It turns out the officer they hope will help their quest is newly-arrived U.S. Marine Lieutenant Joseph Cable (the dashing Anderson Davis), whose cocky, confident demeanor catches the eye of Mary. Suddenly, Mary is transfixed by the young man (she nonchalantly calls him "saxy"), almost as if her savior had suddenly arrived. We soon learn later that she has ulterior motives for him, in the form of her young daughter Liat (the radiant Sumie Maeda), whom Mary hopes to marry off to the American Lieutenant. Mirroring Nellie's own gut-wrenching hesitations, Lt. Cable is torn between falling in love with the beautiful Liat and bowing to the pressures of a closed-minded society that deems their taboo relationship—and the possible offspring the coupling would likely produce—to be completely unacceptable. Apparently along with personal mementos and photos of loved ones, everyone carries other pieces of home with them to the islands: old ideals, conventional ways of thinking, and, yes, prejudices.
But beyond this, the Lieutenant has arrived on the island with orders for a special mission. It seems he has been assigned to convince local plantation owner Emile to help in the covert efforts to circumvent the further naval maneuvers of the invading Japanese enemy. Lt. Cable is initially shocked when Emile refuses to assist the war effort, mostly because of Emile's reasoning for not getting involved: helping the U.S. will surely jeopardize the happiness and contentment he has since found with Nellie.
Unapologetically romantic and deeply meaningful, this lavish new production of SOUTH PACIFIC is, without a doubt, one of the best revivals ever mounted on the stage. Many who remember the original production and newcomers to the stage musical (as well as those whose sole reference point is the 1958 film adaptation starring Mitzi Gaynor, Rossano Brazzi, John Kerr and the incomparable Ray Walston) all have plenty to marvel about with this exciting new take on a distinguished classic. If the Lincoln Center Theatre's goal was to create a Broadway revival that elevates this already well-known musical in such a way to make people forget many decades' worth of awful community Theater Productions and awkward school mountings that may have tarnished this most beloved of properties, then—wow—did they ever succeed! The touring company—featuring a cast of 34 actors and a full orchestra of 26 musicians (the largest orchestra of any touring Broadway production)—replicates much of its original New York-housed magic (seen recently on a live broadcast of PBS's Live from Lincoln Center), resulting in a truly-deserved standing ovation during it's opening night performance in Costa Mesa.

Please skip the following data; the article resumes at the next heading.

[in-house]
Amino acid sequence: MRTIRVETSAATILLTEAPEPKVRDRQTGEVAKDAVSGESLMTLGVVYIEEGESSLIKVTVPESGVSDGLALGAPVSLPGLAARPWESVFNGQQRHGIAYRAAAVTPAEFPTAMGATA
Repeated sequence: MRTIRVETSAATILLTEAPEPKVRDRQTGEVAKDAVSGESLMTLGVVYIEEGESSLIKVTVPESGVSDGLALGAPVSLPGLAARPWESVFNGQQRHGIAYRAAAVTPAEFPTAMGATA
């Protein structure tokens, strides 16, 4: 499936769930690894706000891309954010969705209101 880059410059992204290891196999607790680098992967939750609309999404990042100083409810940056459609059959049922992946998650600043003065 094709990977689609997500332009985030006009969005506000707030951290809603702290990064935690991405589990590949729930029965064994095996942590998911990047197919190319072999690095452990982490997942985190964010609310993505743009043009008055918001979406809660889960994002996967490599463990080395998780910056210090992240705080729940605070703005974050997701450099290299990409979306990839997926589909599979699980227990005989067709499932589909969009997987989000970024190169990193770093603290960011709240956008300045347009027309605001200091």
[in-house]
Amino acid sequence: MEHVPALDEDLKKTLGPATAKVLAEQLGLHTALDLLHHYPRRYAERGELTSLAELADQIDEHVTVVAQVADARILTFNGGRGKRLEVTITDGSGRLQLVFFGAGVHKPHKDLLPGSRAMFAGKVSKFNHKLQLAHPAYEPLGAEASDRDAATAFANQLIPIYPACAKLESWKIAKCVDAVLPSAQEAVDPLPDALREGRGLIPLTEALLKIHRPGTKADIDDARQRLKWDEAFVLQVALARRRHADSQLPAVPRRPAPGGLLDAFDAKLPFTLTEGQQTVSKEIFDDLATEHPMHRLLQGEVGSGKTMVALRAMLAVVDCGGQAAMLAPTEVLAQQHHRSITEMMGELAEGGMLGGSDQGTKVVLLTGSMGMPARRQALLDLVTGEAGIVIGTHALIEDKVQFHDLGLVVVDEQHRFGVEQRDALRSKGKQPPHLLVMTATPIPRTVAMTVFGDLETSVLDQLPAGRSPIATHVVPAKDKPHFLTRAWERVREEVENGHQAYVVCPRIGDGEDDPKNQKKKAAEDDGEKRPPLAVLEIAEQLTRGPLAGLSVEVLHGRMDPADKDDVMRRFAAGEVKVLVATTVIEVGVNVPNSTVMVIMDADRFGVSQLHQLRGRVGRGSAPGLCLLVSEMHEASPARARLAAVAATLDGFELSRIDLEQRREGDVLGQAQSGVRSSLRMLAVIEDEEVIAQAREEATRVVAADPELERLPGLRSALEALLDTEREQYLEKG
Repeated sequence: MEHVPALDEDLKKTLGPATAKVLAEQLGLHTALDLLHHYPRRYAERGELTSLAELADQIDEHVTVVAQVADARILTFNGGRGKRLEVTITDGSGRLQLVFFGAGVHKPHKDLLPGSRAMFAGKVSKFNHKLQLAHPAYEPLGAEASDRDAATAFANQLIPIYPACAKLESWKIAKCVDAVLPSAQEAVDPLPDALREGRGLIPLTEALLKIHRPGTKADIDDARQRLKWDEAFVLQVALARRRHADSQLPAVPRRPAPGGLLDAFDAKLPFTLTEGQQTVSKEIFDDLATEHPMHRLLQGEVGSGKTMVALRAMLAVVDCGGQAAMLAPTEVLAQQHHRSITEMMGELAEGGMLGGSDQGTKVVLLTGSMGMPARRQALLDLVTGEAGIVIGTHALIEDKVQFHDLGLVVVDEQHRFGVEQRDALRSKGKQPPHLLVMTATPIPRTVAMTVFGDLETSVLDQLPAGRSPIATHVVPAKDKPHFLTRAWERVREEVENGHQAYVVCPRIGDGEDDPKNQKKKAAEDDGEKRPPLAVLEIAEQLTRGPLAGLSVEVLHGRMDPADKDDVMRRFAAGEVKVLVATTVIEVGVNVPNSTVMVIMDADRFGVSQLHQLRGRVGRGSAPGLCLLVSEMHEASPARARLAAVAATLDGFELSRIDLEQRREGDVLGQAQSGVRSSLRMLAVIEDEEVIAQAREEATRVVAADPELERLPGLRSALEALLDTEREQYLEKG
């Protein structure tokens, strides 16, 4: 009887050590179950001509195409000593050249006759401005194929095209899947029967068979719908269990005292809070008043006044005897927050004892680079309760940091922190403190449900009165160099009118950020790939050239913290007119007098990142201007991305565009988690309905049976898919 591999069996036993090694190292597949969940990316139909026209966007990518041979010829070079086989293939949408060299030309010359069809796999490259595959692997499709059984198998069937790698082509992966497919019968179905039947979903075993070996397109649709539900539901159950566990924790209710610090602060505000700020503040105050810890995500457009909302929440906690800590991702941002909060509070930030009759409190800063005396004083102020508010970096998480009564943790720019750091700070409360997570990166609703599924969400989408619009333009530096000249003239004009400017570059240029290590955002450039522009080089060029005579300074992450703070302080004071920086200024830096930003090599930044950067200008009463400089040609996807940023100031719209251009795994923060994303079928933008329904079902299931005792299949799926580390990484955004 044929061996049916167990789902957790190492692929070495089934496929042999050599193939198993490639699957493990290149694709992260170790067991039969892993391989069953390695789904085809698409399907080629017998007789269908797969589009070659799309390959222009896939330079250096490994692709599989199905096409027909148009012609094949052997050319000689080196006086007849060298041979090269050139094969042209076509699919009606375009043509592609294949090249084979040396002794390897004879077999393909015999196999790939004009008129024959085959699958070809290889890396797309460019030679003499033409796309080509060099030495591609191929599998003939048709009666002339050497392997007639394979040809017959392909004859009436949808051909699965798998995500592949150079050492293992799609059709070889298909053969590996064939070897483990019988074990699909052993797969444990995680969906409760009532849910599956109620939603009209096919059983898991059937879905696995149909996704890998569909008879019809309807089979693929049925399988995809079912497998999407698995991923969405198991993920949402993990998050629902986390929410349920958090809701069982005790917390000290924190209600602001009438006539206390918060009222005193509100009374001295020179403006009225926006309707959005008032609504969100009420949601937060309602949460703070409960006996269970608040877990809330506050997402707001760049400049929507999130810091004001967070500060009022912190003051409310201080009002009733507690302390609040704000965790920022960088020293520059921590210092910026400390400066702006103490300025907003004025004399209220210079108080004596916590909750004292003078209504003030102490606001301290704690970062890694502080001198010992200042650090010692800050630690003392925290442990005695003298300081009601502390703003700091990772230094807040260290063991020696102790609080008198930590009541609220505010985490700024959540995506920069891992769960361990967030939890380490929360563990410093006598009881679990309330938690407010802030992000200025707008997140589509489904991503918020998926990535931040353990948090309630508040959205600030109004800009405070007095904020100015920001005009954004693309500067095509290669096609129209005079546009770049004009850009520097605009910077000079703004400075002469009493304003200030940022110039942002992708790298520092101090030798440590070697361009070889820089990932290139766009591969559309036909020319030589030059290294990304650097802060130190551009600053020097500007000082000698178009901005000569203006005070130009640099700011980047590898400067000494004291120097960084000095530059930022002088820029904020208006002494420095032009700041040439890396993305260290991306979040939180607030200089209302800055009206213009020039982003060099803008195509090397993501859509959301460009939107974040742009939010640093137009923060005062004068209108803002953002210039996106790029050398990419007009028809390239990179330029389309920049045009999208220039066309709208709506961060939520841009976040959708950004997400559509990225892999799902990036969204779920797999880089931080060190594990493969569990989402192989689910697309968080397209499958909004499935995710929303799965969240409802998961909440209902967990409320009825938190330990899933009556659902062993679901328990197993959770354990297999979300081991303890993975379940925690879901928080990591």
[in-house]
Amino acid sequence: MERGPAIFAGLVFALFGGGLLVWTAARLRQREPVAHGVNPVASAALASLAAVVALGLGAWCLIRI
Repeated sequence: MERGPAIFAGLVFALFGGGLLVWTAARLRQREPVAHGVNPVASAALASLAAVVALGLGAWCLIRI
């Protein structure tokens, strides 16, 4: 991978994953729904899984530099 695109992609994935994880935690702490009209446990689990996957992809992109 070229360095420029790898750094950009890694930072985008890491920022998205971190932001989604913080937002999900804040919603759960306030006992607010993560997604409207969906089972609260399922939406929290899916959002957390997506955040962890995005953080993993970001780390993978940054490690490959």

Not once does the show feel preachy; rather it allows us to witness deep, richly flawed, relatable characters struggle with the demons of societal demands that goes against what is truly in their hearts. With this new SOUTH PACIFIC, we feel as if we are meeting these well-known characters for the very first time, dramatizing the heartfelt rawness of their confusing, very real emotions. Both pain and gladness are characterized so vividly genuine, from the rousing ode the men profess about the female species, the hauntingly hypnotic soliloquy about a "special island," the charming declaration of love "across a crowded room," to the heartbreak of losing that one true love. It all has a palpable sense of both timeliness and timelessness, a feat accomplished so effortlessly with each lighting cue, with each swelling of musical touchstones, in each tear drop, and with each shriek of joy.
The revealing new staging, steeped in a much more convincing reality, highlights a few newer things that enrich the show overall. "Bloody" Mary, in this iteration, feels much more than just a comical English-butchering presence. Here, there is a haunting, determined longing in her eyes, of a slightly manipulative mother struggling to elevate her daughter's limitations beyond her own, by whatever means. Cable, heroic and brave in rather tangible matters like war and patriotism, is an empathetic coward of sorts when it comes to facing his own struggle for real love in the face of bigotry. Even seemingly scheme-filled Billis, opportunistic and always seeking self-preservation, conceals layers of a man in need for validation from superiors who refuse to think twice about him. For him, doing good is the right thing to do... but, still, no good deed goes unrewarded.
And, perhaps the most strikingly poignant addition to the show's many thematic layers is the subtle yet present separation of the African-American sailors from their Caucasian peers. Throughout most of the show, this staging choice sheds light at the prejudice even within the Seabees. By the time Cable sings about how people have "to be carefully taught to hate and fear... before it's too late," a few lingering sailors—some white, some black—overhear his speech with strikingly offended reactions, but for decidedly different reasons. It's quite a powerful moment.
Yet with all this talk of heavy themes and emotionally riveting drama, lest we forget that this rousing musical also has some of the most fun, memorable musical compositions ever written... and in this new staging, each song... each musical interlude... feels lushly re-imagined, revealing new layers we may have missed the first few times around. There is just something so instantly cheerful upon hearing that wonderful overture.